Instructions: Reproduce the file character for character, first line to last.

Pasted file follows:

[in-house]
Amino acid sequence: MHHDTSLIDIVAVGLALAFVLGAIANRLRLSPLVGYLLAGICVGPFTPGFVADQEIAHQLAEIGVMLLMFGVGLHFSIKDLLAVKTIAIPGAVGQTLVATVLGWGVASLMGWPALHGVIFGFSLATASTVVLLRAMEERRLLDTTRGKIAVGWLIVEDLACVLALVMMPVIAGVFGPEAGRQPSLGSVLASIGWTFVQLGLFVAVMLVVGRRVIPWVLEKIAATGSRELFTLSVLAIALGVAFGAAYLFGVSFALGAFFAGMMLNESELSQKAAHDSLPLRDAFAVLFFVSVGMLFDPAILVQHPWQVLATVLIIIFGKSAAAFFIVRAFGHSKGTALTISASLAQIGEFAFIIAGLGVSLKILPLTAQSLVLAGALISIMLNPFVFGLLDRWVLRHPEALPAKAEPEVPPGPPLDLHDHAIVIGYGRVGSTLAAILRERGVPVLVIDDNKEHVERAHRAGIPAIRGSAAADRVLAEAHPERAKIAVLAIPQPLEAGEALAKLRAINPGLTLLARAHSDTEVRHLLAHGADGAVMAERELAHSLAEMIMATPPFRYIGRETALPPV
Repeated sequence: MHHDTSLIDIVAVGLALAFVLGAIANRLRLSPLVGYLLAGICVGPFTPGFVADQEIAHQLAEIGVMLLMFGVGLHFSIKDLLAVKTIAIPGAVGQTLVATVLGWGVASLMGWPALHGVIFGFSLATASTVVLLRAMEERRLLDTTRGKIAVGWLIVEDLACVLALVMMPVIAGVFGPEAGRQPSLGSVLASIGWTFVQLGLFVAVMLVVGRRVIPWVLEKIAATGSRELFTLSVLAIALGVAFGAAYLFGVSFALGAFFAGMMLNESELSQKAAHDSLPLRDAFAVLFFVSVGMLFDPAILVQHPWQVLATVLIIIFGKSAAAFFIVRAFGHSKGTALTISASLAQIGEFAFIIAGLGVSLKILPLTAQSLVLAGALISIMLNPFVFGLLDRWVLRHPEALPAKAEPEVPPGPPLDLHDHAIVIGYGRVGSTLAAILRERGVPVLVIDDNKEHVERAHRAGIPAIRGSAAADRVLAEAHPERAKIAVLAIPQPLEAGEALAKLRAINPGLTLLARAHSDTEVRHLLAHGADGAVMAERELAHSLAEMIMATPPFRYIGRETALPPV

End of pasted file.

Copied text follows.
[in-house]
Amino acid sequence: MHHDTSLIDIVAVGLALAFVLGAIANRLRLSPLVGYLLAGICVGPFTPGFVADQEIAHQLAEIGVMLLMFGVGLHFSIKDLLAVKTIAIPGAVGQTLVATVLGWGVASLMGWPALHGVIFGFSLATASTVVLLRAMEERRLLDTTRGKIAVGWLIVEDLACVLALVMMPVIAGVFGPEAGRQPSLGSVLASIGWTFVQLGLFVAVMLVVGRRVIPWVLEKIAATGSRELFTLSVLAIALGVAFGAAYLFGVSFALGAFFAGMMLNESELSQKAAHDSLPLRDAFAVLFFVSVGMLFDPAILVQHPWQVLATVLIIIFGKSAAAFFIVRAFGHSKGTALTISASLAQIGEFAFIIAGLGVSLKILPLTAQSLVLAGALISIMLNPFVFGLLDRWVLRHPEALPAKAEPEVPPGPPLDLHDHAIVIGYGRVGSTLAAILRERGVPVLVIDDNKEHVERAHRAGIPAIRGSAAADRVLAEAHPERAKIAVLAIPQPLEAGEALAKLRAINPGLTLLARAHSDTEVRHLLAHGADGAVMAERELAHSLAEMIMATPPFRYIGRETALPPV
Repeated sequence: MHHDTSLIDIVAVGLALAFVLGAIANRLRLSPLVGYLLAGICVGPFTPGFVADQEIAHQLAEIGVMLLMFGVGLHFSIKDLLAVKTIAIPGAVGQTLVATVLGWGVASLMGWPALHGVIFGFSLATASTVVLLRAMEERRLLDTTRGKIAVGWLIVEDLACVLALVMMPVIAGVFGPEAGRQPSLGSVLASIGWTFVQLGLFVAVMLVVGRRVIPWVLEKIAATGSRELFTLSVLAIALGVAFGAAYLFGVSFALGAFFAGMMLNESELSQKAAHDSLPLRDAFAVLFFVSVGMLFDPAILVQHPWQVLATVLIIIFGKSAAAFFIVRAFGHSKGTALTISASLAQIGEFAFIIAGLGVSLKILPLTAQSLVLAGALISIMLNPFVFGLLDRWVLRHPEALPAKAEPEVPPGPPLDLHDHAIVIGYGRVGSTLAAILRERGVPVLVIDDNKEHVERAHRAGIPAIRGSAAADRVLAEAHPERAKIAVLAIPQPLEAGEALAKLRAINPGLTLLARAHSDTEVRHLLAHGADGAVMAERELAHSLAEMIMATPPFRYIGRETALPPV